Ole Blue Eyes

The family of horses is growing on our little mountain. We still have only one – the Chocolate Rocky Mountain named Choco Rainey – but he is in the pasture next to our property.

When we first added him to the pasture, it was due to his being a lone horse and the neighbor’s also being alone in the field. Together they made a nice pair of geldings who seemed over the moon to have another creature of the same species to spend time with.

Happy with the difference in his horse, our neighbor added a blue eyed paint. He’s a gentle gelding with Paul Newman eyes.

But there is something about him that seems other-worldly. It’s as if he is a ghost in the body of a horse. This is the first blue eyed horse I have ever spent time around. I’m more used to the big brown expressive eyes that reflect the image of my face as I peer into them. This horse is friendly but he doesn’t let me in past the surface of his icy cold eyes. I can’t tell what he’s thinking.

Or maybe it’s as though he is gifted to peer into my heart – a messenger and seer.

Aren’t all horses like this though? I wonder sometimes how man ever managed to convince a horse that he was in charge. Why aren’t they still wild creatures like antelope and bears?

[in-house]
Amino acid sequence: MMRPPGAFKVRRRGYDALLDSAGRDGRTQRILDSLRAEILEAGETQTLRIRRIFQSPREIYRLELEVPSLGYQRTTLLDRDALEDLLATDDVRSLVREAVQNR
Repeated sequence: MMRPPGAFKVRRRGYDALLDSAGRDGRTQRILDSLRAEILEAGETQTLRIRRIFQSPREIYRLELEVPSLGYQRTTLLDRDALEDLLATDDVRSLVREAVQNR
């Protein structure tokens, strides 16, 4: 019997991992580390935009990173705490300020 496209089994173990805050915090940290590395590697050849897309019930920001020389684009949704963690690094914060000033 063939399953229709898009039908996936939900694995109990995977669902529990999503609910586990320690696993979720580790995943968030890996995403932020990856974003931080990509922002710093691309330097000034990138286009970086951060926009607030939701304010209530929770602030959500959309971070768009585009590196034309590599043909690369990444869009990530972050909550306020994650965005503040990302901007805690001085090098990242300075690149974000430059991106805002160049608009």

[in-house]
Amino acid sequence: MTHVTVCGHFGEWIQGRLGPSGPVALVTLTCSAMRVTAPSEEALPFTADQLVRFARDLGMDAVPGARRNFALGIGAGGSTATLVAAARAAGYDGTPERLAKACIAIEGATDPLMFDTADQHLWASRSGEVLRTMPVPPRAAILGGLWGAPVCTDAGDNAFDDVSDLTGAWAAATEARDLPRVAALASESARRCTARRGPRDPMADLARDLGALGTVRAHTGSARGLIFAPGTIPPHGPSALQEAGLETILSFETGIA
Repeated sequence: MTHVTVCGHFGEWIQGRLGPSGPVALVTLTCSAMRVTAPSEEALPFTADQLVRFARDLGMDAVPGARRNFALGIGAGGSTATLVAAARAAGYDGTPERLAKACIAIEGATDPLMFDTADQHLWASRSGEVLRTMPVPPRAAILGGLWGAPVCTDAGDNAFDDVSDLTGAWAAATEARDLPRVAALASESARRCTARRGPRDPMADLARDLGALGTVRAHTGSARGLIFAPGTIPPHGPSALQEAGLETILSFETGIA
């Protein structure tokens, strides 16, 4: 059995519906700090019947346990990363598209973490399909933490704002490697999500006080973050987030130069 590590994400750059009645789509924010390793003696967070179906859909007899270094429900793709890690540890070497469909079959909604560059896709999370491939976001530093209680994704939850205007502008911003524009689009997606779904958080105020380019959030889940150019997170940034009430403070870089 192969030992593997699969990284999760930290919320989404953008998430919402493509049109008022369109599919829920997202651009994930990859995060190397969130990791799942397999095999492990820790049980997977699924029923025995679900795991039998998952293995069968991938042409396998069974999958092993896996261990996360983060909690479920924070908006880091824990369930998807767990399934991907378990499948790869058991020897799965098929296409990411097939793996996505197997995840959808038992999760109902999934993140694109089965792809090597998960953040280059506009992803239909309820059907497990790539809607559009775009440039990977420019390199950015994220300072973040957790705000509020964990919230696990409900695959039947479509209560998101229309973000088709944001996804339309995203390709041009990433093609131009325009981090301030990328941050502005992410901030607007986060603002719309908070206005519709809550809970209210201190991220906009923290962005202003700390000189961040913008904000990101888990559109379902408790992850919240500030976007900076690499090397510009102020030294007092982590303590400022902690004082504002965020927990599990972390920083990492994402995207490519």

How do they carry a couple of thousand pounds on such tiny graceful legs?

How do they know how to eat from our hands without ever feeling the scrape of a tooth against our palms?

How does Choco know that I like to be kissed on my face?

Ole Blue Eyes knows. He’s calm and serene because he has the answers. Perhaps he’s sizing me up, determining what I’m made of; if I can be trusted.

Right now I’m sharing carrots, apple chunks, and oatmeal snacks with him. Perhaps he’ll tell the others that the blue eyed lady is alright!

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  1. His eyes are beautiful and yes .. other-worldly.

    Nothing like the soft, gentle nuzzle of a horse’s mouth nibbling grain from your hand – Bliss!


  2. There IS something infathomable in those blue eyes. He’s assessing you.

    I wanted nothing more than a horse throughout my childhood, but such a thing was way beyond the means of a 40s/50s suburb existence, so I only got to ride stables horses and the eventual acquisition of a horse or horsey neighbors of one of my best friends. Horses weren’t on my first husband’s radar. My second husband had been something of a cowboy by necessity in his teens and was pretty much “over it” with horses. I had my last ride at least 10 years ago when I went out with my grandchildren. It went better than I expected (managed to get on, didn’t bounce much when trotting, didn’t fall off, didn’t even have aches and pains after two hour ride).

    My mom carried MY childhood dream until she died at 95.

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